1. Partner with local business to retrain adults who have lost jobs and train young adults in job etiquette, such as job interviews and work relationships.

2. Establish Career Academies regionally, rather than attempting so in every rural county. This save the State money and allows larger, better-equipped, and more efficient facilities for our kids.

3. Support incentives to business and industry to re-locate to Georgia, but with tight contracts and oversight to hold them accountable to their promises.

4. Require companies to pay a living wage. Employees who receive minimal wage are more likely to require government services. Companies who respect their employees will have higher employee retention rates and a more economically robust community.

5. Enforce the requirement that companies pay equal wages to women as men doing the same jobs. In Georgia, women on average make only 81% of a man’s salary doing the same exact job. However, our 10th Congressional District ranks dead last in Georgia, with a 75% wage gap.

6. Promote small and emerging business, especially daycare providers and businesses based on the needs of large businesses in the region.

7. Balance immigration and the gap in Georgia's workforce.

8. Promote the Federal Bonding Program which allows employers to hire with less risk "ex-offenders, recovering substance abusers, welfare recipients, persons who have poor credit, individuals dishonorably discharged from the military, and economically disadvantaged youth and adults who lack a work history." Justice
1. Ensure post-conviction DNA testing for Georgia inmates where DNA analysis could prove guilt or innocence and adequate DNA testing was not available at trial.

2. Strengthen coordinated community support for victims of sexual assault and family violence. We must make it easier for victims to 1) link to supportive services and 2) report crimes to police. A full 72% of sexual assault crimes go unreported, and only one of 20 offenders spend time in jail. In Newton County, from 2003 through 2012 there were 21 deaths from family violence, most by firearms.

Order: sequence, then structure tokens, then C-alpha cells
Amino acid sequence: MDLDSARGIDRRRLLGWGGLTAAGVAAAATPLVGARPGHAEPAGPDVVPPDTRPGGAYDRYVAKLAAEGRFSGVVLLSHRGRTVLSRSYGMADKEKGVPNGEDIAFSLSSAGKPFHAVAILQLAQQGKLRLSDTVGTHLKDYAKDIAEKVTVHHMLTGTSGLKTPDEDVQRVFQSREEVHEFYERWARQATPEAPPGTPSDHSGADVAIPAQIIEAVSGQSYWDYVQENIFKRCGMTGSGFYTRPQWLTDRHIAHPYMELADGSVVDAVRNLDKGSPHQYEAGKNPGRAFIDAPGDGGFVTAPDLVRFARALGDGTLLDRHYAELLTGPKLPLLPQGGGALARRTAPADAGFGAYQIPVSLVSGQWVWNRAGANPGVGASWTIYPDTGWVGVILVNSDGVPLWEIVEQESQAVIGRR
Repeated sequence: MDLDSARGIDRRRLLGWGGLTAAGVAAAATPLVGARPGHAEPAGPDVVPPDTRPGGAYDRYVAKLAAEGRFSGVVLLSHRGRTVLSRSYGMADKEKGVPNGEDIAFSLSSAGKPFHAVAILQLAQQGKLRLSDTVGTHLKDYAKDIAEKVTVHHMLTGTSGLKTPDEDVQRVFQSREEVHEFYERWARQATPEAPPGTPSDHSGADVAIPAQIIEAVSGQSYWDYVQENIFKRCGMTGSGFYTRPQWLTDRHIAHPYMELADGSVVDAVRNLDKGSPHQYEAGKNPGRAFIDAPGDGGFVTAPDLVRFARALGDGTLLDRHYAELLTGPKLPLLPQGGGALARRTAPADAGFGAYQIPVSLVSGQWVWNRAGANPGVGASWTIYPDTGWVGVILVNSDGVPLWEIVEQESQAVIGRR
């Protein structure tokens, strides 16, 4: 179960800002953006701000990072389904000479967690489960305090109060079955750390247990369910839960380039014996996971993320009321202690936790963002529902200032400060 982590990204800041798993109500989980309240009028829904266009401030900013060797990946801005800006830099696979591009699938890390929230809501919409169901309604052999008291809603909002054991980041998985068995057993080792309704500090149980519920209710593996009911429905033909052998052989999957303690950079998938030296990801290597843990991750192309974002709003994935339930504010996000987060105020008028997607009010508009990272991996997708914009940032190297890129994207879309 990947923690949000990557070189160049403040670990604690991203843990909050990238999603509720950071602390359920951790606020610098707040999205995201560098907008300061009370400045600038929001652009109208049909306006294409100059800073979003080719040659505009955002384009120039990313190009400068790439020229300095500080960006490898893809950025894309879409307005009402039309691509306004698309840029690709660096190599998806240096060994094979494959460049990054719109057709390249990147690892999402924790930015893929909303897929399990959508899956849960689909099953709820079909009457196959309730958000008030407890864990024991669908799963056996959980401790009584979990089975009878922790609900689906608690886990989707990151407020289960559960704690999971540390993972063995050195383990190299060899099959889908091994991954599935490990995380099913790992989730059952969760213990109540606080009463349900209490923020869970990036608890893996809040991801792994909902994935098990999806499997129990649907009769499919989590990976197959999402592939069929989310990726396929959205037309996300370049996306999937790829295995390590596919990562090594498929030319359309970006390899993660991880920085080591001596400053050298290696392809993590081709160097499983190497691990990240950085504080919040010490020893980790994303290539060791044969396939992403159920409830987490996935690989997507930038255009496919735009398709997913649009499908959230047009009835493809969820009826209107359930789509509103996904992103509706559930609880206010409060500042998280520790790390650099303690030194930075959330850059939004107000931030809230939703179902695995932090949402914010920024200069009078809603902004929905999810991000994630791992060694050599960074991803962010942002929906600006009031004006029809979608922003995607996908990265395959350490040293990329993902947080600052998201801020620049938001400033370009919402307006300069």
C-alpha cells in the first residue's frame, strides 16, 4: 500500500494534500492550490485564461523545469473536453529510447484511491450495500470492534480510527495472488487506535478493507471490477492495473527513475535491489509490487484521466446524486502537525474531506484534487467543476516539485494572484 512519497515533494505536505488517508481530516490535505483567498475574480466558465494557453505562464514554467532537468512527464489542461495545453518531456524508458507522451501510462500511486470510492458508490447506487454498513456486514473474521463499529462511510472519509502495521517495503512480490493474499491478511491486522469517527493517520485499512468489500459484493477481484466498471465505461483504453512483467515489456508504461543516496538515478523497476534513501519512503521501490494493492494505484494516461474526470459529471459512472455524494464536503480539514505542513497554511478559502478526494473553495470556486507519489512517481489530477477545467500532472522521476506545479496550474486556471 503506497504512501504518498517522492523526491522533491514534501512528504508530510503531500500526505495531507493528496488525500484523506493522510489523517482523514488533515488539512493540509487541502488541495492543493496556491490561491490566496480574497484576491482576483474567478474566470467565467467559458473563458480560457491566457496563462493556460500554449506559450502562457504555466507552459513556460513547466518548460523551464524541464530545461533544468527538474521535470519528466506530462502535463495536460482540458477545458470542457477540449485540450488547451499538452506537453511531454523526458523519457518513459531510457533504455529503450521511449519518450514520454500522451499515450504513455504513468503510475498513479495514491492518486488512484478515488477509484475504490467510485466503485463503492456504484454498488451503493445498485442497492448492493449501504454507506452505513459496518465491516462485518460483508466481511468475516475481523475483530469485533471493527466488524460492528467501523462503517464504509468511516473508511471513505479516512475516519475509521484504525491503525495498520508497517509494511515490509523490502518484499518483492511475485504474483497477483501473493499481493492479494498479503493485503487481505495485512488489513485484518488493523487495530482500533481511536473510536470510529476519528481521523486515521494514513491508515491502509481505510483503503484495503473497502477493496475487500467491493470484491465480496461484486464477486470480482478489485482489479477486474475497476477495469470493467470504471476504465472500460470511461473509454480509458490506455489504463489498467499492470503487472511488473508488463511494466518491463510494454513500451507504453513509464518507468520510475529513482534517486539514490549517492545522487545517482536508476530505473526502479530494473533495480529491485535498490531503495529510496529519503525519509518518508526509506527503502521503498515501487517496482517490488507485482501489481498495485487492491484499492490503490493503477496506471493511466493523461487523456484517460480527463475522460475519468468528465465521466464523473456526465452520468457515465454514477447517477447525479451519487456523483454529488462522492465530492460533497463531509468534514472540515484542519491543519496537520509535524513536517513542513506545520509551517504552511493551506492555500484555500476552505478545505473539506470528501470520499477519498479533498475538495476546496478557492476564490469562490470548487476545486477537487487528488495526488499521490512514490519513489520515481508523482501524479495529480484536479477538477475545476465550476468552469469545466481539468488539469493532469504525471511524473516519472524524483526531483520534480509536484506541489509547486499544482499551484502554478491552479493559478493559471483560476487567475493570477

3. Strengthen child support laws. We must shore up weaknesses, such as vague language, of child support laws. We must be creative in our laws that require parents to support their children. A jail sentence does not enable an indigent parent to earn child support money.

What differentiates you from your opponent?

I have told, and will only tell, the absolute truth to voters and constituents, while during his campaign, my opponent has dramatically inflated his roles in various issues to influence voters. In his quest for donors before qualifying, he told them, entirely uniformed, that the Democrats would not have a candidate in the race. Also, he and his primary election opponent agreed to run a positive race, but at the end, on the Saturday before Election Day, when no response was possible, voters received a mailer from my opponent bashing his opponent. My opponent also states in his campaign mailers that he has “never raised taxes,” but the minutes of the local Board of Education note that he voted twice to raise in the millage rate in Morgan County.

From the beginning of my campaign, I have stressed and feel strongly and gratefully that my duty is to represent our entire District, while from before qualifying for his primary, my opponent appealed to Morgan County voters and donors to vote for him so that Morgan County would have a representative in the State House.